Do not be afraid—listen! Look! I am bringing you Good News of great joy for all people. A birth announcement, yes, but not the imperial kind you’re used to. Good News with a capital G and a capital N. Even you, out here in desolation-land (says the Angel to the shepherds). Even you who have been trampled underfoot by boots of oppression, boots of self-loathing, boots of anxiety, boots of poverty, boots of every hunger and every hurt. And if it’s good news for you, it’s good news. The Messiah has been born, the Messiah you heard about in the synagogue, the Messiah who binds up the brokenhearted and proclaims liberty to the captives and release to all kinds of prisoners.
Here it is! Here is the glory you’ve been waiting for, the news we’ve all been waiting for, says the angel. Go see for yourselves. Go, and tell. Do not be afraid to be bearers of Good News in the face of fear and injustice. Do not be afraid to speak the truth.
And suddenly there was with the angel a multitude of the heavenly host, praising God and saying,
"Glory to God in the highest heaven,
and on earth peace for all God favors!" And, as we like to say in our tradition, “All means all.”
The heavenly host hovers somewhere between earth and eternity singing a praise song that makes the shepherds remember the other praise songs they know, songs of anticipation, hope, freedom, songs about rejoicing in heaven, gladness on earth, rollicking oceans and shepherds’ fields full of joy.
In those days and on that night, as excitement eclipses fear, the shepherds go to see this Good News, this bundle of joy. Warm with courage, they make their way through the fields to the village, humming as they go, a tune they’ve never heard before. Maybe it’s Psalm 96. Maybe it’s “Joy to the World.” Their steps quicken as they get closer, and suddenly they’re there, with Joseph, Mary, and the baby wrapped in bands of cloth, the trappings of humanity which, thirty years later, he’ll shed on Easter morning.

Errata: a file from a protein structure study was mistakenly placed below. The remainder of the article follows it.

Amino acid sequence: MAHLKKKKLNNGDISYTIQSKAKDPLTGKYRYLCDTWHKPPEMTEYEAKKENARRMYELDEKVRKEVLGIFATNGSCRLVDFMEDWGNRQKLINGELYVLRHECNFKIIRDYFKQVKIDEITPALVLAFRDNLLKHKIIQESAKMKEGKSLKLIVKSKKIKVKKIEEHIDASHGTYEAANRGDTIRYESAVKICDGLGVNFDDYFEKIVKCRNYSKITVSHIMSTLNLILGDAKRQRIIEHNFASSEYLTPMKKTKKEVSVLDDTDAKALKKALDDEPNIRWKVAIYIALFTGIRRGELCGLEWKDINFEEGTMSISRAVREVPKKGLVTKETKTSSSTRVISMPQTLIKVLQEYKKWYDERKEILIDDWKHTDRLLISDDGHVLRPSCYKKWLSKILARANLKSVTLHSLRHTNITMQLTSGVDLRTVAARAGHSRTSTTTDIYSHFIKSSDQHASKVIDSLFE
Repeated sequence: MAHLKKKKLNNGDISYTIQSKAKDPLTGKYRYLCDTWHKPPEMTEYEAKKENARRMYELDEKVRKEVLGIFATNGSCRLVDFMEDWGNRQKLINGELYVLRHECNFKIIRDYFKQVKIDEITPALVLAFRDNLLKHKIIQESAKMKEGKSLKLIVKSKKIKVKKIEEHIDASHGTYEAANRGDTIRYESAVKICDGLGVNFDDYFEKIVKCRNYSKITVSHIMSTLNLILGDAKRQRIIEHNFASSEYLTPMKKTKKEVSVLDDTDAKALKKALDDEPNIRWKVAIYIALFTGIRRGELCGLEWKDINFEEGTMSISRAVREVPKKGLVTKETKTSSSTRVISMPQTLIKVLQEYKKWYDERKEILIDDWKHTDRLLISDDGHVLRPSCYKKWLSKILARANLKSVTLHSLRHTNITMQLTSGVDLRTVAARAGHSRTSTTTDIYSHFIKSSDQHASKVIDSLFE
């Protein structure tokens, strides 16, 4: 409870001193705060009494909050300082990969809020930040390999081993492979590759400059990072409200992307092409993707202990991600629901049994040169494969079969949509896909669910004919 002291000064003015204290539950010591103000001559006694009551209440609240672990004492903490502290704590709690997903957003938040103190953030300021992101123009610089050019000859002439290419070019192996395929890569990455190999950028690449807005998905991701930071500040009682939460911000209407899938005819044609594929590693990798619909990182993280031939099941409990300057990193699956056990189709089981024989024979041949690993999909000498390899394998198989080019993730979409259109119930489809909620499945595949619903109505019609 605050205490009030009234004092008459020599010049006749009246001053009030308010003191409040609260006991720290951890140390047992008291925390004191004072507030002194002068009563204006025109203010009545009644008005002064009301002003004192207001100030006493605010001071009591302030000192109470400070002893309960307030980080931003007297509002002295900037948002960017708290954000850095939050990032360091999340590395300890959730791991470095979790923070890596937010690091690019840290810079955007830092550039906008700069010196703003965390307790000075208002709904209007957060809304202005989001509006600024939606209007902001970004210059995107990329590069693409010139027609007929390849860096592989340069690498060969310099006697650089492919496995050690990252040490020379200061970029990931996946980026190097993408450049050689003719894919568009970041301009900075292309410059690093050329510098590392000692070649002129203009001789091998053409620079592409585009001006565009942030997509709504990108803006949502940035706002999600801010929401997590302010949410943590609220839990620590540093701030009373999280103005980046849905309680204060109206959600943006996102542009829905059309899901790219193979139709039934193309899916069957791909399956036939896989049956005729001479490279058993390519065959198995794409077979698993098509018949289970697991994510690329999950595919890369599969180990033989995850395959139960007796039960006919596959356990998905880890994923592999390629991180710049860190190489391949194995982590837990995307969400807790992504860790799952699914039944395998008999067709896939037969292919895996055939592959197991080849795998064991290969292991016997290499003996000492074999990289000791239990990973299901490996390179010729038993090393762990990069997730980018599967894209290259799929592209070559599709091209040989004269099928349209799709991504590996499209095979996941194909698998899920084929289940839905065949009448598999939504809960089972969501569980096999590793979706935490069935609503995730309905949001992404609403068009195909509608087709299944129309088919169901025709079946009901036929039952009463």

They are quiet at first, and then they begin to talk in their rough, halting way, their words their own praise song. The Angel told us about you, about this, your baby, the Messiah. We’re happy. We’re surprised that we’re even here. We don’t know if they’ll listen to the likes of us, but we want to tell everyone we know. Then, there are others listening wide-eyed and all ears. They murmur to each other: This is what we’ve been waiting for. This is what we’ve longed for.
Mary adds these words to the treasure-chest in her heart. The shepherds are propelled by all they have seen and heard to go out into the world in a new way, new people with newborn hope.
* * *
And what of us? It is easier, perhaps, to imagine the shepherds going out from Bethlehem back into their daily lives as new people, God with them, than to imagine ourselves millennia later, leaving this place with something new to say, someone new to be. And yet our story, too, is about praising God. Our story, too, is about being called to witness God’s becoming flesh and to celebrate God’s presence in our own flesh and in the spaces between us. Our story, too, is about being not afraid, about God with us and within us, this night and always. Our story is about praising God.